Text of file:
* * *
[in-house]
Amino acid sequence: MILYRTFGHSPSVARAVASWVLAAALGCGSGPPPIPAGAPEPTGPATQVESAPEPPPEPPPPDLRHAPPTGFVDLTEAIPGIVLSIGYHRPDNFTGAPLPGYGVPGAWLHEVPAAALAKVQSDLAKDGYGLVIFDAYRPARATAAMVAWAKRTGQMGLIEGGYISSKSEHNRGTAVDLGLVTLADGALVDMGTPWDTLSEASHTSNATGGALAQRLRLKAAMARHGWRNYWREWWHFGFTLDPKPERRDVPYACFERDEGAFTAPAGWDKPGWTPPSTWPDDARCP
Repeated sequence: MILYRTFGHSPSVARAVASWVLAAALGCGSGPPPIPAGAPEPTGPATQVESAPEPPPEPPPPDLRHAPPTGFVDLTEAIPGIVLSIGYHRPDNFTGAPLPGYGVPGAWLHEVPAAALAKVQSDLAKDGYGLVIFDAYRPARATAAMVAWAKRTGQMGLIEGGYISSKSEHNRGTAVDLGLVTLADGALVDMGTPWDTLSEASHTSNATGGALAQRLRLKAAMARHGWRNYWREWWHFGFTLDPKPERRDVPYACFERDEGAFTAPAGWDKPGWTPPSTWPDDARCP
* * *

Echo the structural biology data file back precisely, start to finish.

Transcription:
[in-house]
Amino acid sequence: MILYRTFGHSPSVARAVASWVLAAALGCGSGPPPIPAGAPEPTGPATQVESAPEPPPEPPPPDLRHAPPTGFVDLTEAIPGIVLSIGYHRPDNFTGAPLPGYGVPGAWLHEVPAAALAKVQSDLAKDGYGLVIFDAYRPARATAAMVAWAKRTGQMGLIEGGYISSKSEHNRGTAVDLGLVTLADGALVDMGTPWDTLSEASHTSNATGGALAQRLRLKAAMARHGWRNYWREWWHFGFTLDPKPERRDVPYACFERDEGAFTAPAGWDKPGWTPPSTWPDDARCP
Repeated sequence: MILYRTFGHSPSVARAVASWVLAAALGCGSGPPPIPAGAPEPTGPATQVESAPEPPPEPPPPDLRHAPPTGFVDLTEAIPGIVLSIGYHRPDNFTGAPLPGYGVPGAWLHEVPAAALAKVQSDLAKDGYGLVIFDAYRPARATAAMVAWAKRTGQMGLIEGGYISSKSEHNRGTAVDLGLVTLADGALVDMGTPWDTLSEASHTSNATGGALAQRLRLKAAMARHGWRNYWREWWHFGFTLDPKPERRDVPYACFERDEGAFTAPAGWDKPGWTPPSTWPDDARCP